Photoshopped Photos From Before the Days of Photoshop

Although Adobe Photoshop’s introduction in 1990 spawned the term “Photoshopping”, the manipulation of photos has been around pretty much as long as photography itself. To show this fact, the Metropolitan Museum of Art in New York City will be holding an exhibition titled, “Faking It: Manipulated Photography Before Photoshop.” The show will feature 200 ‘shopped photographs created between the 1840s and the 1990s, providing a glimpse into how photographers of old use their work to humor and deceive.

Techniques used include multiple exposure photography (in which the same piece of film is exposed with multiple shots), combination printing (in which a single print is exposed by multiple films), photomontage, overpainting, and retouching on the negative or print.

The photographs in the exhibition will be divided into seven different sections, titled “Picture Perfect”, “Artifice in the Name of Art”, “Politics and Persuasion”, “Novelties and Amusements”, “Pictures in Print”, “Mind’s Eye”, and “Protoshop”.

Here’s a small sampling of the images found in the exhibition:

If you’d like to check it out in person, the show runs from October 11, 2012 through January 27, 2013.

Faking It: Manipulated Photography Before Photoshop (via HuffPo)

  • sierrarobba

    Non of these maintain double xposure at all.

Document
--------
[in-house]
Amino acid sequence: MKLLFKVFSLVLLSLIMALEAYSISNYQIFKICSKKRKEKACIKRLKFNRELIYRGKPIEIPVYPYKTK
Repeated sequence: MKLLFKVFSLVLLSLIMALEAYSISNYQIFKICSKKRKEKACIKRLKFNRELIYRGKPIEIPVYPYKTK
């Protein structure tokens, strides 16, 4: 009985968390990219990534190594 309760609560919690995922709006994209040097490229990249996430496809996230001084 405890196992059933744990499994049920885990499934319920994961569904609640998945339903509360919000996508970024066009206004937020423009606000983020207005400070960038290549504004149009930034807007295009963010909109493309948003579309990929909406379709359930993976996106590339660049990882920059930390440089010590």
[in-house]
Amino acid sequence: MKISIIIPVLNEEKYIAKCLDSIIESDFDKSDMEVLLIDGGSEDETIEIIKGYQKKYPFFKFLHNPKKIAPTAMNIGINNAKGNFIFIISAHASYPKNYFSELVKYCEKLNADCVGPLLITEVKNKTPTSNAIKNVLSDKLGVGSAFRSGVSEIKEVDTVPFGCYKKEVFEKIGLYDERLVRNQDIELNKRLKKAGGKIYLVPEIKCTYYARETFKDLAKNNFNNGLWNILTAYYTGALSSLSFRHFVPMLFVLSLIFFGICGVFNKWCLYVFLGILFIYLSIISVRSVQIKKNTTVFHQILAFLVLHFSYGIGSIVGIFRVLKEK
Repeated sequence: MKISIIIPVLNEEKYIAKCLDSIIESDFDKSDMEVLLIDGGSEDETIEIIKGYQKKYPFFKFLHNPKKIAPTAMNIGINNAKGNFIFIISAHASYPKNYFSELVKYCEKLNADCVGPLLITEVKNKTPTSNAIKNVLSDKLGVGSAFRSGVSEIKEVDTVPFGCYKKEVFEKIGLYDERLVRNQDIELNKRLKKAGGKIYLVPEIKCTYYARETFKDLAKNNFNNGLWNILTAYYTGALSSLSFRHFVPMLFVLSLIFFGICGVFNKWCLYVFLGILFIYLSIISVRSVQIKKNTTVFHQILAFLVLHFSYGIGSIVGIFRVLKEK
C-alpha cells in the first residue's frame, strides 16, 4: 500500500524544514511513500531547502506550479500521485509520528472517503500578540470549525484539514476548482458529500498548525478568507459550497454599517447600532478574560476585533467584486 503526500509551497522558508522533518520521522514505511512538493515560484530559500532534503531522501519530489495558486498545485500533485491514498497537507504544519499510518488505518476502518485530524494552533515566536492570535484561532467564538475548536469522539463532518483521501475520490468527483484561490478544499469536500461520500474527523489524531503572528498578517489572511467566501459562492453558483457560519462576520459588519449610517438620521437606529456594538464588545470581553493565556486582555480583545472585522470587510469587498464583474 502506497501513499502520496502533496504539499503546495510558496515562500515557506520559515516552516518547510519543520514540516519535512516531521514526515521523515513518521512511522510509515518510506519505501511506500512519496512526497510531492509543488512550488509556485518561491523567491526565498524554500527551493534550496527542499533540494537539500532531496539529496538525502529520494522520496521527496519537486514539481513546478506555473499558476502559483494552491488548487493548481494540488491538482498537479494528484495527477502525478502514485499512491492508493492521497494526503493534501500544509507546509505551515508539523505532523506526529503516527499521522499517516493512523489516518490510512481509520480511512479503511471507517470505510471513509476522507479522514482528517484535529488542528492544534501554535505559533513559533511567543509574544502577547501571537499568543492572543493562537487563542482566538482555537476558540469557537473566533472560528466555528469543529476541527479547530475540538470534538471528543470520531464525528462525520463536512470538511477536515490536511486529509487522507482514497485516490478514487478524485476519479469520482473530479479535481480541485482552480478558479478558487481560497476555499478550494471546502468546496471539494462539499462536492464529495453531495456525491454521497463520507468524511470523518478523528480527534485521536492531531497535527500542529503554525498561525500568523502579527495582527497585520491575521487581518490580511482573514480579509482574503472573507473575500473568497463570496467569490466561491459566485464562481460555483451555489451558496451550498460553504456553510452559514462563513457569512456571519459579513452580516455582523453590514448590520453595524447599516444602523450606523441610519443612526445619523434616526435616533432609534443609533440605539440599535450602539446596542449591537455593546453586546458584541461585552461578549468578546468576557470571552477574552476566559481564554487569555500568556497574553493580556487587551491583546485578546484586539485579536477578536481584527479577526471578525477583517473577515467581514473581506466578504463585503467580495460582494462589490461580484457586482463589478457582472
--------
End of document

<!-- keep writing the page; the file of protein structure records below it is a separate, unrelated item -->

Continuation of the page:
• apodeictic

    You know there are 195 other photographs in the exhibition, right?

  • PhotoStorys

    Awesome. Who needs photoshop then!

  • Mark Wheadon

    The top image reminds me of one I did in the film days — cut out a figure from a 6×4 print carefully using a scalpel, then place her in a new out-of-scale scene (in a beer glass on a kitchen worktop in my case:-), then photograph the new scene. The end result was convincing.

  • Rigel Egan

    it’s called ‘superimposition’. work on your dictionary vocabulary.

  • Robby Cornish

    this is witchcraft!

  • Michael Dixon-Brooks

    Back in the 80s & 90s at the photos studio I worked, at the graphic artists dudes did a lot of actual airbrushing of photos which we then copied to make prints for press releases etc. Was always impressed at the level of work involved, yes, nowadays a lot quicker to “shop” it, but impressive back then nonetheless.

  • Kathleen O’Donnell

    I worked back in the day printmaking in a lab in Troy MI. I could spend easily 3 hours making multiple exposures on 1 sheet of transparency film. Flashing color, adding glows, dropping in text as well as multiple images, all pin registered. After processing came color correcting and evaluation. Then back to the dark. When it was right. Large prints murals for advertising were made. That was the way it was done back then.

  • sierrarobba

    THESE pictures in this page :)